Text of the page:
Johnny Cueto celebrates after pitching a complete game for the Kansas City Royals in a win over the New York Mets in Game 2 of the 2015 World Series. (Peter G. Aiken/USA Today Sports)

As baseball’s winter meetings closed last week in Nashville, there was some thought that with all the money pulsing through the sport’s arteries, only one player had misplayed his hand. Johnny Cueto, long the ace of the Cincinnati Reds before being traded last season to the Kansas City Royals, reportedly turned down a six-year, $120-million deal from the Arizona Diamondbacks — who turned around and spent $86 million more on Zack Greinke.

Yet the way the sport’s economics are configured at the moment, it appears it’s hard for a player to make a bad bet on his own worth. Monday afternoon, the San Francisco Giants announced they had agreed to a six-year deal with Cueto, the last remaining frontline starter on the market. The tally, according to FoxSports: $130 million — or $10 million more than Cueto originally turned down. Cash in that bet.

As important: The contract also includes a clause that allows Cueto to opt out after just two seasons, headed into 2018. Which brings this somewhat full circle, because the reason Cueto was pitted against Greinke in Arizona was only because Greinke’s seven-year contract with the Los Angeles Dodgers included its own opt out after three years — an option Greinke took, and wisely, as it turns out.

This is, now, the new way long-term baseball contracts for stars are constructed — with a way for a player to bet on himself as more and more money pours into the game. Lefty David Price signed his seven-year, $217 million deal with the Red Sox, but if he pitches well, expect him to take another crack at free agency following the 2018 season. Outfielder Jason Heyward, the top position player signed thus far, reportedly has two opt outs in his eight-year, $184 million deal with the Chicago Cubs.

These deals are typically described as win-win pacts. If the player opts out, it means he has played well enough that he expects to receive more on the open marketplace than he’s due in the back years of his contract, so the club would have received superlative performance in the initial years. If the contract is back-loaded, with much of the money after the opt-out year — such as the 13-year deal the Marlins granted Giancarlo Stanton, with $218 million of the $325 million total coming in the final seven seasons — the player could be enticed to stay. Win-win.

But there are, some executives believe, severe downsides for clubs. If a player is hurt or underperforms — and Stanton, for all his talent, played just 74 games because of injury this year — the team could end up with a huge sum to be paid to a player who’s not willing to subject himself to the bidding process again. That could severely inhibit roster construction.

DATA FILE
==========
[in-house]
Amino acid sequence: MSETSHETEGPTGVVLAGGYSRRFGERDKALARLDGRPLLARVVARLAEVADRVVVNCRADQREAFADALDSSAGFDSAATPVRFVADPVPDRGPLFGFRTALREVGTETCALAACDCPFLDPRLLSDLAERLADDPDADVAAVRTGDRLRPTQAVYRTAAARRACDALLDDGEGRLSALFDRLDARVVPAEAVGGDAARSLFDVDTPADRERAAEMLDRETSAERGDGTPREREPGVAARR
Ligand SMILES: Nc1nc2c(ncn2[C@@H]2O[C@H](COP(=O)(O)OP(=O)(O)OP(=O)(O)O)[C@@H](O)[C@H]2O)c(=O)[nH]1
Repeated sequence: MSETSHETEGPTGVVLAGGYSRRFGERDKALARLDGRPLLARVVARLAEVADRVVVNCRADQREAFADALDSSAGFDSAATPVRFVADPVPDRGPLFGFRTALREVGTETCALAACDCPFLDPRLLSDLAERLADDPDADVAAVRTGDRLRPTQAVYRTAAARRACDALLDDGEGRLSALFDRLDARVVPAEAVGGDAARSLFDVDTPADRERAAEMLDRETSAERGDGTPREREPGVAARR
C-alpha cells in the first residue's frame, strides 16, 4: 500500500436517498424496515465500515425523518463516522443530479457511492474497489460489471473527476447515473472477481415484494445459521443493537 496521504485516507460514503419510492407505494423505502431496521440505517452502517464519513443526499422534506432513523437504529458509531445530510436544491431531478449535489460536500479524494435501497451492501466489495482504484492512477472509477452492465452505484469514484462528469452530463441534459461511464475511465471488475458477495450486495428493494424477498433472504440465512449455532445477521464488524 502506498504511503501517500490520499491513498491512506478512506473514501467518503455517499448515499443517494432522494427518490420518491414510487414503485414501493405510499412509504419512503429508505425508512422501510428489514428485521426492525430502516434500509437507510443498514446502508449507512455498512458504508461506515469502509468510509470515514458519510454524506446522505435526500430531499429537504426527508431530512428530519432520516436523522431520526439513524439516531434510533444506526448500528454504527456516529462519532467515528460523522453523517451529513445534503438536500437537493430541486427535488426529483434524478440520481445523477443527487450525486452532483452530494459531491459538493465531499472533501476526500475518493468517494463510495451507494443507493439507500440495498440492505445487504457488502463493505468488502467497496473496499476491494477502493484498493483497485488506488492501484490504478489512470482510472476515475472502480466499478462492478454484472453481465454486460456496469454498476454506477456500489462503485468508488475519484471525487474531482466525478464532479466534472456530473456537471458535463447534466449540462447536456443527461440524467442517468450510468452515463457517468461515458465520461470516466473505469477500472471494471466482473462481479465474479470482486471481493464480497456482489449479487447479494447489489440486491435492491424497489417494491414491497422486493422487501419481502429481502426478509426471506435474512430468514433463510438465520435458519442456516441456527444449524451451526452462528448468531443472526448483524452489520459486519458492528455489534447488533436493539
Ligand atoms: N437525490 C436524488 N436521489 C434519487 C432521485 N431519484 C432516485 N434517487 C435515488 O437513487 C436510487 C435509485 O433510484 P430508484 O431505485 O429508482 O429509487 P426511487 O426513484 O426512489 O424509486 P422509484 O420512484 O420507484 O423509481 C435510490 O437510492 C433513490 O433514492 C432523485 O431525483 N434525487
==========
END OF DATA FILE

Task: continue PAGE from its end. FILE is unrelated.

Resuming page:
Which brings us to Cueto, the Giants and the National League West. Greinke’s opt-out clause started this game of pitching musical chairs. The offseason began with Price, Greinke, Jordan Zimmermann and Cueto as the unquestioned leaders of the starting pitching market. Zimmermann, the former Washington National, signed first, agreeing to a five-year, $110 million deal with Detroit that was as much about comfort as it was cash. Price went next to Boston, an immediate impact for new President of Baseball Operations Dave Dombrowski.

So it seemed as if the Giants and the Dodgers would vie for Greinke and Cueto, with Greinke a good bet to go back to Los Angeles, where he said he had been comfortable and happy over his three seasons. But now that all the chairs are gone, it is the Dodgers, with the game’s greatest payroll, that have been left without any of the frontline available pitchers available this winter.

Now, they could well have a long view, because though there’s not nearly the quality in next year’s free-agent class as this one, there is Stephen Strasburg, who hails from southern California and who was drafted and signed by Washington when current Dodgers President Stan Kasten ran the Nationals. There are worse wagers than Strasburg-to-the-Dodgers.

But for now, both the Diamondbacks and Giants have improved themselves at the top of their rotations — markedly. Arizona will roll out Greinke in front of Shelby Miller, acquired last week in a trade with Atlanta, and Patrick Corbin, fully recovered from Tommy John surgery. The Giants will send Madison Bumgarner to front a rotation that will include Cueto, Jeff Samardzija (signed to a five-year, $90 million deal earlier this offseason), a recovering Matt Cain (who has made only 26 starts the past two years because of elbow problems) — with veteran Jake Peavy and Chris Heston, who threw a no-hitter last summer, suddenly candidates for the final spot.

Cueto’s inclusion in that group will spur some is-he-worth-it debate, mostly because in the postseason — the only time that matters for the three-time world champion Giants — he has largely folded. Though he threw a two-hitter for the Royals in Game 2 of the World Series just this October, his overall postseason ERA is 5.35 in seven starts, and he has particularly wilted on the road.

His résumé, though, is hard to dispute. Even pitching in the home-run haven of Cincinnati’s Great American Ball Park, here is the list of pitchers with better ERAs than Cueto’s 2.71 over the past five seasons (minimum 500 innings pitched): Clayton Kershaw. That’s it. There’s only one. (Oddly, in the advanced metric of fielding independent pitching (FIP), 22 pitchers rank ahead of Cueto.)

How Cueto pitches in spacious AT&T Park will be fascinating next year. But his deal — complete with the newfangled convention of the opt-out and the 2015 standard of nine figures — makes him fascinating beyond that, because he’ll alter the National League West race whether he stays or goes.